As a 1971 VMI graduate. I can remember all too well the disastrous 1970-71 Keydet basketball season. Unfortunately, because of a current Army assignment to Germany, I have been unable to share in the glory of the 1975-76 and 1976-77 Keydets. Your article on VMI (Winning Is the Order of the Day, Feb. 14) let me know that all is well in Lexington, Va. Thanks for a tremendous morale-booster.
JAMES C. CAUL
The SI jinx lives on. VMI got recognition in a national poll, won 21 straight games, was featured in SPORTS ILLUSTRATED—and then lost twice in three days! Please, pick on the guys who have dominated the polls for years and leave us deserving newcomers alone, at least until the end of the season.
David Thompson is certainly an extraordinary athlete (SCORECARD, Feb. 21), but his record triple jump as a North Carolina State freshman was not his first attempt at that event. Performing as a senior at Crest High School in Shelby, N.C. in the spring of 1971, Thompson set a Western North Carolina High School Athletic Association record in the triple jump with a leap of 45'5¾". This record was erased three years later by sophomore Pete Hardin of Salisbury, who jumped 46' even.
As one who ran behind Duncan Macdonald at Stanford for four years, I was pleased to see your article about an athlete with a most unusual outlook on life (Dormant No More, Duncan Is Erupting, Feb. 14). I was a little disappointed that Kenny Moore did not relate Duncan's most distinguishing character trait—his extraordinary, if somewhat offbeat, sense of humor. Then I looked at the photographs accompanying the article. That is definitely Duncan carefully examining a 72-pound elephant heart.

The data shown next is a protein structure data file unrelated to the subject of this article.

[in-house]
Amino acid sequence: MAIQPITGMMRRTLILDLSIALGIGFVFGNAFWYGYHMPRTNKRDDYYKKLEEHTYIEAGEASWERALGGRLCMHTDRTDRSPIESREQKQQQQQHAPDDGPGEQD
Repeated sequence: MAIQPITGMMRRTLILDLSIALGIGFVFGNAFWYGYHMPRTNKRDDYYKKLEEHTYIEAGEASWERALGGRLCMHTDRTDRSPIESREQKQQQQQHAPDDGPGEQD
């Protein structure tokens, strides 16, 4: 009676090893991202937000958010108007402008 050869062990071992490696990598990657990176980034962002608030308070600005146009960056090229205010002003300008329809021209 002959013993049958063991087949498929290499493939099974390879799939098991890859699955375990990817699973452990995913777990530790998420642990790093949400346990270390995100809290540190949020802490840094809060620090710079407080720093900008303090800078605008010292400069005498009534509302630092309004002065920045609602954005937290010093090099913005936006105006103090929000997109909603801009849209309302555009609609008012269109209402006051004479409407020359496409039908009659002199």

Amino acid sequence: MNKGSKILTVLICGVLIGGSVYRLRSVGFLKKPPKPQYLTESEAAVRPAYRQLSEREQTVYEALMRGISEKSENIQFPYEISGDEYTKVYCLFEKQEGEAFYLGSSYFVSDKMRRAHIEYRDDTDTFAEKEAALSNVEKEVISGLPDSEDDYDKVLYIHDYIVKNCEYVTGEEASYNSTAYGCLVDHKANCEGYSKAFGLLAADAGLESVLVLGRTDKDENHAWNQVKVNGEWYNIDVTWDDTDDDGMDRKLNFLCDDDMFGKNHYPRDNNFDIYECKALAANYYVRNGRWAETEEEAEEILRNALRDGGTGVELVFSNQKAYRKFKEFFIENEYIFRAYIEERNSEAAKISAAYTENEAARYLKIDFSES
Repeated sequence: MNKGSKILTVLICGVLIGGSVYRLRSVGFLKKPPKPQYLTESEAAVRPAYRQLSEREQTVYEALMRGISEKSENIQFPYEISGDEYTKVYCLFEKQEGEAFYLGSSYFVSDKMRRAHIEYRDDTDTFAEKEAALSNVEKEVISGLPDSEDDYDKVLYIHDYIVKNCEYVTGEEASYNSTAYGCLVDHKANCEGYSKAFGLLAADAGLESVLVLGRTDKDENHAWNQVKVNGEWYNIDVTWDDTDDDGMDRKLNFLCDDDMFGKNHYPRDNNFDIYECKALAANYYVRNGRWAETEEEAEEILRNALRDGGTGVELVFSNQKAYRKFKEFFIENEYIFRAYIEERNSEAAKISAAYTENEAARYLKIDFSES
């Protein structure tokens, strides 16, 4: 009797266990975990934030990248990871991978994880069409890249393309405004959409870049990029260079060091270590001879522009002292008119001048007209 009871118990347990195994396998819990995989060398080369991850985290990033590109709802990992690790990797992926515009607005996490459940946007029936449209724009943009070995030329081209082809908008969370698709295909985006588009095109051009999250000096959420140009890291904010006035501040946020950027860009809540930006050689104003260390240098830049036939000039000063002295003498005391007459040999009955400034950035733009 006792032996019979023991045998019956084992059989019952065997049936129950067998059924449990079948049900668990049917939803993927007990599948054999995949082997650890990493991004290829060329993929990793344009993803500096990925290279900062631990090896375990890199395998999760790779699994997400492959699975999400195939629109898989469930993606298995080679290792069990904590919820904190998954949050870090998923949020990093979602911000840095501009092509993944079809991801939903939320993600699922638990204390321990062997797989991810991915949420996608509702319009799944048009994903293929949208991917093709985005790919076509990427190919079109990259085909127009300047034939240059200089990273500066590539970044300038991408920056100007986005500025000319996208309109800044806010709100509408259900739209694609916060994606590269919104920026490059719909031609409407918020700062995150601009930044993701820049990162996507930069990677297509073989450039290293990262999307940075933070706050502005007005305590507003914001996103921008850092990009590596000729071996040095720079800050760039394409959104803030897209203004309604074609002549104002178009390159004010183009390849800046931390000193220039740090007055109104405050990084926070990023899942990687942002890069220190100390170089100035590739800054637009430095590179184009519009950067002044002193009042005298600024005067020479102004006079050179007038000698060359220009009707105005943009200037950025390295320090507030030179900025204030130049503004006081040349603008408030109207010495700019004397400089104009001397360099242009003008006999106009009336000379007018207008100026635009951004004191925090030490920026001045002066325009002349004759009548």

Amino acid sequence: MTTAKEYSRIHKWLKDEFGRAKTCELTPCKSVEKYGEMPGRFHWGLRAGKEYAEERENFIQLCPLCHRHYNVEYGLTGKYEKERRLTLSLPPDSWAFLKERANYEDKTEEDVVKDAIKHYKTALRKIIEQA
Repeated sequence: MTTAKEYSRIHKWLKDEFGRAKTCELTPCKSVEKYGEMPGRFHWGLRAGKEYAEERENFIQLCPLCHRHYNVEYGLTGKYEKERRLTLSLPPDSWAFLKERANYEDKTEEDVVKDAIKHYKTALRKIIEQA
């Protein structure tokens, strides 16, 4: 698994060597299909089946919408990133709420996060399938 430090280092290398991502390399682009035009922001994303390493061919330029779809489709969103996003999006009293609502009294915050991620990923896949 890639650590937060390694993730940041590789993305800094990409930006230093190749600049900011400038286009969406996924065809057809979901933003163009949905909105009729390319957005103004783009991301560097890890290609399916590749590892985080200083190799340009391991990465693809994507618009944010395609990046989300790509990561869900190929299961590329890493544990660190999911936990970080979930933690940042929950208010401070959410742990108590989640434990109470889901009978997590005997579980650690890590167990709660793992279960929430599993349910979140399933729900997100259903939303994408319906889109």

I was pleased to read your article on Lee Kemp of the University of Wisconsin (The Suppression of His Aggression, Feb. 21). Wisconsin has been struggling to be recognized as one of the best and, finally, with the likes of Kemp it has happened.
CHRISTOPHER S. STEIN
Corpus Christi, Texas
I found the article off base on several counts. How would Lee Kemp's supposed lack of aggression explain the fact that he has now pinned 18 opponents this year, some of them in the first period? Additionally, in the East-West All-Star Classic in Corvallis, Ore., Kemp annihilated his Western opponent, Kevin Kramer, by a score of 8-2. At the time Kramer, the top-ranked wrestler west of the Mississippi, had a 20-2 record.
I found particularly offensive the comment, "Seeing one of his matches is often about as thrilling as watching paint dry." The finesse and skill with which Kemp wrestles are apparent in every one of his matches, whatever the score.
IN SUPPORT OF KIHEI
With the exception of one horrible statement, Richard W. Johnston's article Maui Is in the Chips (Jan. 24) was well written and covered many interesting aspects of this beautiful, complicated island. In the penultimate paragraph, Johnston says, "Except for...a fine French restaurant, one should go quickly through Kihei, the tacky eight-mile resort strip above Wailea that has the gall to include itself in 'the Maui Gold Coast.' "
It is impossible for any of us here to understand how Johnston could have missed seeing Kihei's mile after mile of beautiful, un-crowded white-sand beaches—all of them open to the public—with the safest swimming in the Islands. He also missed four beautiful beachside parks with tables, benches, lawns, trees, showers, camping areas, pavilions for family parties and community meetings and courts for basketball and tennis, not to mention many well-designed, beautifully landscaped condominiums. There are some 9,000 residents and several thousand visitors who consider themselves the luckiest people in the world to be able to be in Kihei. Are they all out of step, Mr. Johnston?
WILLIAM E. MASCHAL
Kihei Community Association